Comments in Shell Scripting
The line begins with # (hash) is nothing but commenting in shell scripts which is used to ignore the whole line ahead. These lines are the statements for the scripts which do not be executed. These notes are called comments. It is nothing but explanatory text about script. It makes scripts easier to understand.
#!/bin/bash # This is a comment! echo Hello World # This is a comment, too!
Single quotes (don’t confuse with the back quotes) serve to remove (escape) the special meaning of all characters enclosed by them. Thus, the following statement would work as follows:
$ echo 'My current directory is: `pwd`' [Enter] My current directory is: `pwd`
Double quotes (again don’t confuse with the back quotes or single quotes) serve to remove (escape) the special meaning of all characters enclosed by them, except for the $ (dollar sign) , the \ (backslash character) and the ` (back-quote symbol). Thus, the following statement would work as follows:
$ CUR_DIR=`pwd` [Enter] $ echo "My current directory is: $CUR_DIR" [Enter] My current directory is: /home/mthomas
Note: With single quotes in this example, the value stored in the $CUR_DIR variable would not be displayed. The best practice is to always enclose text and variables within double quotes and escape any special characters using the backslash character.
Note that if any pair of quotes is unmatched then a situation may arise where a command results in single greater than (>) character displays as follows:
$ echo "My current directory is: $CUR_DIR [Enter]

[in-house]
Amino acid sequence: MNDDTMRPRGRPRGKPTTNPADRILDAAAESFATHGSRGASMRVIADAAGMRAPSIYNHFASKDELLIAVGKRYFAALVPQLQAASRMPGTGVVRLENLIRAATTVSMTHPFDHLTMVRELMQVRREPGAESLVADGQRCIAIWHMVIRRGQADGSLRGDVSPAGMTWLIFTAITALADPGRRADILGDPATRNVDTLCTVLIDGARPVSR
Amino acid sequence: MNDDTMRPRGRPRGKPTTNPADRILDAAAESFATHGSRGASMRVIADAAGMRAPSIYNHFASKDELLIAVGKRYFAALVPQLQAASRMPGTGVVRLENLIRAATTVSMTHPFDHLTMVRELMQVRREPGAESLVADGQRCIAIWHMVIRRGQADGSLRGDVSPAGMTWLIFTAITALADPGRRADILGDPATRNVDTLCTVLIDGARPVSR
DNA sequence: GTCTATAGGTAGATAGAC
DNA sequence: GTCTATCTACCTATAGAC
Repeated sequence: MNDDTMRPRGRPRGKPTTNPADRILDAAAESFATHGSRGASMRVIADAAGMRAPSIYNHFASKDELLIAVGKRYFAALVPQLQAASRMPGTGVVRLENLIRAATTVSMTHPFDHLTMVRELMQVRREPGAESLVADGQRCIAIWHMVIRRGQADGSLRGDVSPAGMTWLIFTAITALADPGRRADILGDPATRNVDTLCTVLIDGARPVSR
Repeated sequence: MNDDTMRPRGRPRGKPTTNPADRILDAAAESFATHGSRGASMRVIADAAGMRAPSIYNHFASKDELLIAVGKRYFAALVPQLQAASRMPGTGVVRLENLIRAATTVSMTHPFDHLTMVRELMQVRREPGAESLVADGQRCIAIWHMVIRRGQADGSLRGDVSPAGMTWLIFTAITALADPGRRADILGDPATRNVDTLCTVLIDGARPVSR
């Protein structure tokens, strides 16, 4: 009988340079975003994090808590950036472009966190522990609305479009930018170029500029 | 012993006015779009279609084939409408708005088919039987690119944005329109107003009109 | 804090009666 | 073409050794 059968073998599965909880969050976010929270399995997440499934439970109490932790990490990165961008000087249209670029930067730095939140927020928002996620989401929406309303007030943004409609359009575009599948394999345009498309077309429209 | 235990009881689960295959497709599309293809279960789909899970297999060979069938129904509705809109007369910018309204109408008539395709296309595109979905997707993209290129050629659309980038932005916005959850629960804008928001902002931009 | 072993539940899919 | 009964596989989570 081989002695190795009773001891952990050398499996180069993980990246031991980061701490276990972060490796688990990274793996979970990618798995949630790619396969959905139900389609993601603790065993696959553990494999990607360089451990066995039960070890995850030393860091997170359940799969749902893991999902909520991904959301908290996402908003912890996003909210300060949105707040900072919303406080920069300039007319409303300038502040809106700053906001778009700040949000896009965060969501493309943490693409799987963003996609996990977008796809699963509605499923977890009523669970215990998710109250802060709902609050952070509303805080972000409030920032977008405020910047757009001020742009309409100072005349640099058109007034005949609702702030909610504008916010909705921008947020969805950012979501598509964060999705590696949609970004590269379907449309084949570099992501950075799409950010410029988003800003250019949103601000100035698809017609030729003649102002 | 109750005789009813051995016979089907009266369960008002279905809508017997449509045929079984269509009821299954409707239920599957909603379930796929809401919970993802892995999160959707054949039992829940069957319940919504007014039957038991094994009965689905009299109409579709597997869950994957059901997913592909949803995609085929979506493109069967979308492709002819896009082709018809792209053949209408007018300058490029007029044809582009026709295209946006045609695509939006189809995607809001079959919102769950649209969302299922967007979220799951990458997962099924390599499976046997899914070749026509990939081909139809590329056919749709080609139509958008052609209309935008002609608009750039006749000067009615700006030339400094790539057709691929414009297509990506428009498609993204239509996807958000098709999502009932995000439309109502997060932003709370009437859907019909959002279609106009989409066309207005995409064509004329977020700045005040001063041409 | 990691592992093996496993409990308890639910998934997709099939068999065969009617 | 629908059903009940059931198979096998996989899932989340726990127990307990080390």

The > character in this example is the shell environment variable named PS2. Here don’t confuse with an output redirection character. When this occurs, the shell is trying to parse the command entered and is missing one or more characters it needs to complete its parsing.
The back quotation mark character (i.e. `) when used in pairs enclosing a command serve to perform command substitution. That is, when used as follows `command`. The command’s output is substituted at the location of the leftmost backquote. Here note that these are the different character than the single quote. For example, if we wanted to output:
My current directory is : current directory location
we could try the following:
echo My current directory is : pwd [Enter]
But this would result in:
My current directory is : pwd
To get what we want, we could use back quotes as follows,
$ echo My current directory is : `pwd` My current directory is : /home/ravi
Note: The / in /home/ravi is substituted exactly at the location of the leftmost backquote.
The backslash character (\) has two use cases (differs from the front-slash (/) character). The first use is for line continuation. If a line of shell commands becomes very long then it is useful to continue it across more than one line. Here note that if you want to do this then the split cannot be in the middle of a word, it must be done in appropriate whitespace.
The Second use of backslash character is to remove the special meaning of the following single character. Sometimes it is considered as escaping the special meaning of the following character. Characters having special meaning are referred to as metacharacters. This is because the * is a metacharacter and without using the backslash to remove its special meaning will results an error.
$ echo The $? variable returns the child exit status [Enter]
The 0 variable returns the child exit status where what we really want is:
$ echo The \$? variable returns the child exit status [Enter]
The $? variable returns the child exit status